Teachers and others can download free curriculum and information at The site includes suggested lesson plans and classroom presentations.

“If an eighth-grade classroom is talking about radiation, there’s an activity for them,” Walther said.                                                        


The National Museum of Nuclear History & Science is hosting students during National Nuclear Science Week, Jan. 23-27, to give them a taste of work in the nuclear field. (Photo courtesy of the National Museum of Nuclear Science & History) Click on the thumbnail for a high resolution image.

National Nuclear Science Week is meant for the general public, but he said the way to reach adults is to reach children.

“That’s how you do it. You hook the family, you hook the kids, you get the moms and dads that way, and you begin the broader conversation about nuclear power or nuclear medicine or whatever,” he said.

The nuclear world is everywhere, from nuclear medicine in local hospitals to nuclear industry manufacturing plants to towns that have nuclear power or, in the case of communities like Albuquerque, that have national laboratories and many people working in the industry.

The museum’s national steering committee set five subject areas before the first celebration in 2010, and this is how they break down by day this year: Monday, education about all things nuclear; Tuesday, careers; Wednesday, nuclear energy generation; Thursday, nuclear safety; and Friday, nuclear medicine.

Focusing on careers is important in an era of increasing emphasis on creating jobs, Walther and Miller said. But Walther said it’s also important to the museum because “we’re interested in preparing young people to be technically capable of being employees someday. We don’t care if they work for the labs or wherever, but we want them to be better prepared for the world they’ll face when they get there.” Miller added: “And scientifically literate and proficient just in order to be better prepared all around.”

Supporters of National Nuclear Science Week wanted to talk about safety because “that ends up being one of the things the adult population cares about when it comes to nuclear: ‘Is it safe, how safe is it?’” Walther said.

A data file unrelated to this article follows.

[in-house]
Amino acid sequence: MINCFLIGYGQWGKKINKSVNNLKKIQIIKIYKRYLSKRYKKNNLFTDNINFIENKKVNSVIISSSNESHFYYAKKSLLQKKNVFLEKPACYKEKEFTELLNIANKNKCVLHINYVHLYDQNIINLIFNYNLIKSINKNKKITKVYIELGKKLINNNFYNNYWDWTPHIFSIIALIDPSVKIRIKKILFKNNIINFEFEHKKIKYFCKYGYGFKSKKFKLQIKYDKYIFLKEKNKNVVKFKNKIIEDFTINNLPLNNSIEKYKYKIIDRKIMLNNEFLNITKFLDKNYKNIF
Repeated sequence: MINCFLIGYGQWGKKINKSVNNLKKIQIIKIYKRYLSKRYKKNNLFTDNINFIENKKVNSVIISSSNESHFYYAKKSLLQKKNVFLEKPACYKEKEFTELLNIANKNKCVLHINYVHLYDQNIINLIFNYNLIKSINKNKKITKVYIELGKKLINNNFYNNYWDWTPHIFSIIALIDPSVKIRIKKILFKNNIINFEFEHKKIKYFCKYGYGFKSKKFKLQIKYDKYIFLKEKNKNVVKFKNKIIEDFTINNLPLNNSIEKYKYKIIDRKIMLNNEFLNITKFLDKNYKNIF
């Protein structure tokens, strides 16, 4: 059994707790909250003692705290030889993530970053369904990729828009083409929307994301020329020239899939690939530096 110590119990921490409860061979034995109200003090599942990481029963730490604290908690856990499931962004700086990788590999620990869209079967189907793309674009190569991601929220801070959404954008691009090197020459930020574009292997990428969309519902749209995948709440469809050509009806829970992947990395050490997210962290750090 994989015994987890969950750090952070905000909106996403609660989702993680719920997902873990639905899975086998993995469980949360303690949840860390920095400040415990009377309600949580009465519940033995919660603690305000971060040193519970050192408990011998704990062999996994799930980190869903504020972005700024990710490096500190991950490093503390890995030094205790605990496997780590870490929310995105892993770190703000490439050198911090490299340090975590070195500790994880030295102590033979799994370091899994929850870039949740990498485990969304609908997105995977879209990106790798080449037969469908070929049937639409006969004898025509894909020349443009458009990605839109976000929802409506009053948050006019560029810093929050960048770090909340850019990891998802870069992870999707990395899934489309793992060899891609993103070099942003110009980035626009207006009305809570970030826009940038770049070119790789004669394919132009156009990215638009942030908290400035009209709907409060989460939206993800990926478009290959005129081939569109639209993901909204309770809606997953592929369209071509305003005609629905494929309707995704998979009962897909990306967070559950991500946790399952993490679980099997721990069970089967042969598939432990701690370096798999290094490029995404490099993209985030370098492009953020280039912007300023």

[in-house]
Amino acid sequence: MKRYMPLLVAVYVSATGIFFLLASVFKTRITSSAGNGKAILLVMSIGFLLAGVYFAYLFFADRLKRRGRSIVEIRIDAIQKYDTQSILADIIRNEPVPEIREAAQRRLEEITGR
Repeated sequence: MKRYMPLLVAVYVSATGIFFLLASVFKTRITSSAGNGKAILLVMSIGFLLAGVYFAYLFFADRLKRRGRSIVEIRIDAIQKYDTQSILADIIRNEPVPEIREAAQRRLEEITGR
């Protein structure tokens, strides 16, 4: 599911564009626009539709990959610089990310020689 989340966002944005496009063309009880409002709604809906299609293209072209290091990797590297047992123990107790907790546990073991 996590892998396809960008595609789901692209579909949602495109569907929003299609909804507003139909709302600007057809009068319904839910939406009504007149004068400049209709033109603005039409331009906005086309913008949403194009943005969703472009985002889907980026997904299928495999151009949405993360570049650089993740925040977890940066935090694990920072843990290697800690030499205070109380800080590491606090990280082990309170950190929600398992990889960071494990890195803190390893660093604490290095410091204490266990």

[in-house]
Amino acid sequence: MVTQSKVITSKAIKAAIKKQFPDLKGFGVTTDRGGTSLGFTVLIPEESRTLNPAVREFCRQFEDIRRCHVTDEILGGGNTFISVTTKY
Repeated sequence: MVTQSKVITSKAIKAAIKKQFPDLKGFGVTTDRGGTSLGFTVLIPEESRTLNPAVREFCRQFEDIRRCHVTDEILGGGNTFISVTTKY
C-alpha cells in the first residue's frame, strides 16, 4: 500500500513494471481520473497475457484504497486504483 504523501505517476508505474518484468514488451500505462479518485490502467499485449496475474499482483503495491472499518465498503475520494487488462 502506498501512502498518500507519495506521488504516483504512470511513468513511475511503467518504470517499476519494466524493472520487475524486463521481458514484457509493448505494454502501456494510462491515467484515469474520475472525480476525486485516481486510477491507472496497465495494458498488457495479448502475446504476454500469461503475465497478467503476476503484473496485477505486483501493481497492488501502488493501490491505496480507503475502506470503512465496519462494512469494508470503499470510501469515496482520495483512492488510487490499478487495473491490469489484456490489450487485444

Nuclear medicine was a natural topic because it’s a huge part of modern health care. In the United States alone, Walther said, nuclear medicine is used to diagnose or treat 55,000 people every day.

Many partners promoting events also advocate for nuclear energy to contribute a larger part of the nation’s electricity, so more discussion of those issues is needed, Walther said.

In addition, the designated week provides a platform “for breaking down a little bit of the fear factor that goes with ‘nuclear,’” Miller said.

“If people don’t have a strong science background, this is a way to sort of say, ‘OK, let’s take this step by step.’ There are ways to learn about nuclear; it doesn’t have to be an overwhelming, scary topic,” she said.

National founding partners included in the recognition week are ANS, the American Society of Radiologic Technologists, Arizona Public Service, Areva, Entergy, Exelon and LES. National presenting partner organizations, which sponsor activities in their regions, are Sandia National Laboratories, Los Alamos National Laboratory, DOE, NEI, SNM, NA-YGN and U.S. Women in Nuclear. National corporate sponsors are the Albert I. Pierce Foundation, Energy Solutions Foundation and Idaho National Laboratory.

Sandia National Laboratories is a multiprogram laboratory operated and managed by Sandia Corporation, a wholly owned subsidiary of Lockheed Martin Corporation, for the U.S. Department of Energy’s National Nuclear Security Administration. With main facilities in Albuquerque, N.M., and Livermore, Calif., Sandia has major R&D responsibilities in national security, energy and environmental technologies, and economic competitiveness.

Sandia news media contact: Sue Holmes,, (505) 844-6362